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Permission to Publish Releases

Research sources abound for writers.
  • Historical societies have oral tape recordings, diaries, documents, photograph collections, journals, business records, books, artifacts, etc.
  • Many State historical societies have newspapers on microfilm that you can borrow through inter-library loan to read. (Be sure the library you have them sent to has a microfilm reader that you can use.)
  • Universities have thesis papers on file that can provide excellent material.
  • The Clerk and Recorders office in county courthouses hold many records
    • school district records
    • county commissioner journals
    • births, deaths, and others
  • Your congressman or representative can be invaluable resources. If you state your needs clearly when writing for help their staff can often provide information about things you've never heard of that pertain to your project.
    • They can get documents from the Library of Congress for you.
  • Newspapers will sometimes let you research their morgue (files of old newspapers)
  • State Bureaus, government offices and businesses can provide statistics and out-of-print material.
  • The old minutes books in community organizations hold fascinating material.
  • Old-timers are treasure chests of information.
    • For example -- Over a period of several years I sent a series of thirty-minute blank tape cassettes to a gentleman who once lived in the area that I was researching. With each tape I included a card asking him to tell me about something I wanted to know more about. Within a week or two he’d return a cassette tape, recorded with everything he could recollect about the topic. Through this method I collected information I would never have been able to find any other way.
Bear in mind that many publishers require documentation of published resources, and most certainly will requre permission release forms for using material from oral tape recordings.

Securing documentation and release forms
Use laws or copyright laws apply to just about everything. Photographs, videofilmed images, digital images, music, written words, spoken words, electronic words, etc. Never overlook getting signed releases as soon as possible, and always have a release before you use the material.
  • Don't try to ignore copyrights, Get releases to use any copyrighted material.
  • Get written releases for:
    • all images
    • from people you film
    • to film on public lands
    • to film on private property.
Get written releases to use oral tape recordings, whether from interviews, electronic downloads, or from professional voices you hire for the video.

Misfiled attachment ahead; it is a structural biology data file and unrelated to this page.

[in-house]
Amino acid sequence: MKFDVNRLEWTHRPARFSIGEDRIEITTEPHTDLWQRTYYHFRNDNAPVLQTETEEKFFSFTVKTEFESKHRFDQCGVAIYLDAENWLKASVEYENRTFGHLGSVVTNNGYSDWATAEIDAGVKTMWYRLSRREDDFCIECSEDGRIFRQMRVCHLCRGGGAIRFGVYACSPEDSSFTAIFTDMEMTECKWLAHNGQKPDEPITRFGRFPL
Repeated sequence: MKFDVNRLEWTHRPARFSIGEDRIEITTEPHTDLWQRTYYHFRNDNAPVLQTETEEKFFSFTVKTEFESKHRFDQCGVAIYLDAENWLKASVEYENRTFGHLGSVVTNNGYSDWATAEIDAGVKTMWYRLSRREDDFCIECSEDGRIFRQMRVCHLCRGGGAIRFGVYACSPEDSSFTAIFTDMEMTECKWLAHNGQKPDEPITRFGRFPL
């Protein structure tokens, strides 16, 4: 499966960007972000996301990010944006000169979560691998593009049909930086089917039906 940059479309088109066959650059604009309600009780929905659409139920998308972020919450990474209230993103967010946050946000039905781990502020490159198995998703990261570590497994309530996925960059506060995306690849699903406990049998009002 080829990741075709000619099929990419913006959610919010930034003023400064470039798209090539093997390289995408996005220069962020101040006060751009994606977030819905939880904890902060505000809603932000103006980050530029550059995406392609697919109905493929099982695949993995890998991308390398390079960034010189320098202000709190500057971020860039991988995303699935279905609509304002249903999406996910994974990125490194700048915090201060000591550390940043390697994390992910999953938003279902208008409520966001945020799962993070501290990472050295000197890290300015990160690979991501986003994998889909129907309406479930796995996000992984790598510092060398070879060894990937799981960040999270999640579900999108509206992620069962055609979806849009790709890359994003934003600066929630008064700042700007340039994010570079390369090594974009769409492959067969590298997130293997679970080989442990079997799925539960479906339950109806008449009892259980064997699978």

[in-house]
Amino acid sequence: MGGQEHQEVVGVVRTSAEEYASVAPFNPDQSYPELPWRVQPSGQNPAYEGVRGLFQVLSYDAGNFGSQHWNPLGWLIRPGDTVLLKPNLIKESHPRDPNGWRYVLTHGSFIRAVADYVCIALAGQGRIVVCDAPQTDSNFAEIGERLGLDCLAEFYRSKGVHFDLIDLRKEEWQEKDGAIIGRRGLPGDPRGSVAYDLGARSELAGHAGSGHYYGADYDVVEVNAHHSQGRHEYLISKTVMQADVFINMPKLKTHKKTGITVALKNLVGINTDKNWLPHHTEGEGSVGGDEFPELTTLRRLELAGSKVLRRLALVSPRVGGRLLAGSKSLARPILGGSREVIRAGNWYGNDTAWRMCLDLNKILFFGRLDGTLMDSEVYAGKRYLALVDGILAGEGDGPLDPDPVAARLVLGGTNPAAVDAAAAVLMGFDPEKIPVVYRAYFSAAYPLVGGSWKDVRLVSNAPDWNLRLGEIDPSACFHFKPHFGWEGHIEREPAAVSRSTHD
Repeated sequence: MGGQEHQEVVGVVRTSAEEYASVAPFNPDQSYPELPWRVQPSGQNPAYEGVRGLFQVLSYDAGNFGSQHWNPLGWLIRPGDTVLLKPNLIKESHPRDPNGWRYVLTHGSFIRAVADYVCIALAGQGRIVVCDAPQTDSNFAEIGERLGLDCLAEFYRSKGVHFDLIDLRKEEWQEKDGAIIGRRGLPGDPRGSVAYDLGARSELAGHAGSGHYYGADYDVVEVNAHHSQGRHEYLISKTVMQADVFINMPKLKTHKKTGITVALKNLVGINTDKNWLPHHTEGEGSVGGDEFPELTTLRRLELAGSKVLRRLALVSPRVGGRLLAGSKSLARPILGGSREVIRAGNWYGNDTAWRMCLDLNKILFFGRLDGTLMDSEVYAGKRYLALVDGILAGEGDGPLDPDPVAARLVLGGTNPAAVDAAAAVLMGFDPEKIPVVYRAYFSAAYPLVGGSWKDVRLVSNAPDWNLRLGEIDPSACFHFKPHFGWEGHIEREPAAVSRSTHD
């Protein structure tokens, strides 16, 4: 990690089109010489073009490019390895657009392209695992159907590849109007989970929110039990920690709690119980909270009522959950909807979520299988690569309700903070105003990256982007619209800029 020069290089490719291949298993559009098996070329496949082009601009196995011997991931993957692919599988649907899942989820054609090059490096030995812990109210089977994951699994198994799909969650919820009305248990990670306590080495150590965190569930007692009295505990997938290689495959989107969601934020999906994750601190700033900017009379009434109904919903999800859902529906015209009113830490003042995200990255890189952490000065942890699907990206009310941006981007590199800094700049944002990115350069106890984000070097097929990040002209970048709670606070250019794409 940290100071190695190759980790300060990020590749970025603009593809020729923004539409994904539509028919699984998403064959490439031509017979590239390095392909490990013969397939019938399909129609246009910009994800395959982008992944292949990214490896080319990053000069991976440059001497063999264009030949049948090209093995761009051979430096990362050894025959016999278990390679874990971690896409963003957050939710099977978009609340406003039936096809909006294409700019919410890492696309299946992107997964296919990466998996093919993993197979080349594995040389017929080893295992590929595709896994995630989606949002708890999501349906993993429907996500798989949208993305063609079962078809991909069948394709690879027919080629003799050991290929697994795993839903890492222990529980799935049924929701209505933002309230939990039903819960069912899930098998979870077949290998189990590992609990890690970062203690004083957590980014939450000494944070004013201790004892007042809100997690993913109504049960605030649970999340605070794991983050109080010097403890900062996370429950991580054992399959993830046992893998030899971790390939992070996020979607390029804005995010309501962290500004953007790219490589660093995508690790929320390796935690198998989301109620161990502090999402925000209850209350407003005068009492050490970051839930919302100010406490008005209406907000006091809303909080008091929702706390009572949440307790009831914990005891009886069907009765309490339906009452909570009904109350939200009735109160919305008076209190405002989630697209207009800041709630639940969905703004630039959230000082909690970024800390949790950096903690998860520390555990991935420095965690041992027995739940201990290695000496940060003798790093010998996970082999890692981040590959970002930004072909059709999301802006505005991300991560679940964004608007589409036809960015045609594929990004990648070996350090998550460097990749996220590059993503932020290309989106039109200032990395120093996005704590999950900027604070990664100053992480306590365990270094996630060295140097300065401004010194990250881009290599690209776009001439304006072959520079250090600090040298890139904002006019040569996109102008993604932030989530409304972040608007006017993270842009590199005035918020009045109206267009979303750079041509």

Oral Tape Release Form should include:

  • Dates of oral tape recordings and number and length of tapes:__________________________
  • Any Restrictions:________________
  • Date of agreement, interviewers name and address.
Photographic Image Release Form should include:
  • Received From: Signature(s) of Owner(s):
    • (address)______ ____________________
    • Date of Release: ________________________
You also should sign and date your signature on the form.

It can be worded: Assign numbers for each negative. (for example: - fill in the blanks)
“I hereby give and grant to _____________________, as a donation, without restrictions, for such scholarly, educational and other purposes as he/she shall determine, the tape recordings and their contents listed below.
Negatives on file: #_______________ #_____________

#_____________ #________________ #____________

The owner(s) of the photographs, or the person(s) you tape record may not wish to give you such an all-inclusive permission.

Donors of photographs or oral tape recordings may stipulate certain conditions.
  • Example: Special Conditions: (Sign only if applicable to your pictures.) Pictures may, on occasion, be used in mussums or other educational programs, but the negavites (you)__________ make cannot be donated to a historical depository.
Substitute, or add words until both of you are satisfied. No matter what the condition is, be sure the both you and the donor date and sign for the special conditions, also.
“I hereby give permission to [you]__________________________ to use the photographic negatives from my photographs that he/she has made. I understand these photographic copy negatives he/she has made becomes his/hers and use will be at his/her discretion. I understand that I waive all title and rights so far as I possess them to these negatives he/she has and to any future photographs he/she produces or has made from them.”
Narrator: ______________________
“I hereby give and grant to _____________________, as a donation, without restrictions, for such scholarly, educational and other purposes as he/she shall determine, the tape recordings and their contents listed below


7-1, Freelance and Security

© 2010, Mona Leeson Vanek

Shortly after I switched from being a newspaper stringer and began selling to magazines the topic of freelance writing and security came under discussing in Market Chat, an online group of professional writers.

The sage advice given then by Phyllis Cambria is still the way things are in the writing business. Phyllis was then in about the same stage of her writing career as I back then. Check out Phyllis' websites to discover how she succeeded.

Let's Sit Down and Talk
(c) 2001 -- Phyllis Cambria

First thing I'd say is NOT to give up your retirement savings. If you have to start digging into your savings for any degree of safety, then freelancing full-time is probably not your best choice. Remember, most of us are only a few paychecks away from living on the streets.